There are about 2500 species of mosquitoes. Aedes, malaria causing Anopheles, Culex and Culiseta are few common species. All these look for water be it pure water or sewage water in order to breed. They all lay their eggs in water and each species can be identified depending on their environmental needs to breed. Some breed along the edges of water while others attach their eggs to aquatic plants. Some go through their entire life cycle in a week while some take months together.
The mosquitoes go through four distinct stages of its life cycle - initially as egg, then larva, pupa and finally adult. Depending on the species, the eggs are laid as separately or together in hundreds or so as a raft of eggs. Eggs hatch into larvae in 48 hours.
The larvae are also called ‘wigglers’ as they are legless and move about with the abdomen that move them backward, forward or sideways in the water. The larvae feed on micro organisms in the standing water of marshes, swaps, sewage or any other water source. They molt (shed their skin) four times and start to breath coming to the surface of water. Towards the end of the fourth molting, they stop to feed.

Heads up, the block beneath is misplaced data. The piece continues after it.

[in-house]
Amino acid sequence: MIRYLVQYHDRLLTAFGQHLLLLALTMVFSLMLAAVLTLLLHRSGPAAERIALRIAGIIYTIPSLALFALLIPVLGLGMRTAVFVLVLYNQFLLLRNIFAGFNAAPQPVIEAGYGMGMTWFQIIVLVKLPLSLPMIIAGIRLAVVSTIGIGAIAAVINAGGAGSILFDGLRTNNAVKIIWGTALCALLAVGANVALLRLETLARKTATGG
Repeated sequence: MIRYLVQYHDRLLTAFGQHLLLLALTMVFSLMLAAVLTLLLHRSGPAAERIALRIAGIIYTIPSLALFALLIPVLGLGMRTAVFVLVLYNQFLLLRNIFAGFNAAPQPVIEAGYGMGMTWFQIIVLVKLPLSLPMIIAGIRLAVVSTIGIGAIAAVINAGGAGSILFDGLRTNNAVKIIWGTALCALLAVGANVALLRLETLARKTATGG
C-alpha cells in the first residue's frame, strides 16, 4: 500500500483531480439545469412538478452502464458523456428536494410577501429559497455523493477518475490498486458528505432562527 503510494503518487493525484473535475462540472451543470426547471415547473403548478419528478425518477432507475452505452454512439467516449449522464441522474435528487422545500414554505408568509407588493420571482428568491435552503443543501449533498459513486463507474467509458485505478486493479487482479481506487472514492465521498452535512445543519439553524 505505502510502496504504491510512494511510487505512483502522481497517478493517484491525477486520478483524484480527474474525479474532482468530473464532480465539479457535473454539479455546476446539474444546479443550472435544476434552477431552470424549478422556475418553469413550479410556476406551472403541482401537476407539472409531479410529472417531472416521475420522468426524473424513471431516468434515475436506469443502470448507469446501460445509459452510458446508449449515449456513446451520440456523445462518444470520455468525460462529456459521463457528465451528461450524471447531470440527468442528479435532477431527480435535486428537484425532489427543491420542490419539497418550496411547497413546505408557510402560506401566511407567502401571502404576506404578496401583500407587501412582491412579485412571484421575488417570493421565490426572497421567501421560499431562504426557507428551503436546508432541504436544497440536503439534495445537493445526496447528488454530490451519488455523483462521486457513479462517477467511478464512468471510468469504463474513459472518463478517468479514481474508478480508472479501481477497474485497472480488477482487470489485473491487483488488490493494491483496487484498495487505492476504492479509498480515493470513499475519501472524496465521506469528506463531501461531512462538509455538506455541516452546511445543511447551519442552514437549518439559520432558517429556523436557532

Then they change into active and non feeding pupae or tumblers. At this stage, the mosquito looks like the shape of a ‘comma’. The pupa does not eat. The mouth, legs and wings start to develop in few days. Once it is complete, the pupal skin splits and turns into an adult. The adult emerges to the surface of water where it rests until its body can dry and harden.
The first three aquatic stages may take few days for some species. Larvae and pupae usually cannot survive without water. They are also excellent foods for fish and other aquatic creatures. If a water source evaporates before the larvae and pupae within it transform into adult mosquitoes, the young ones often die.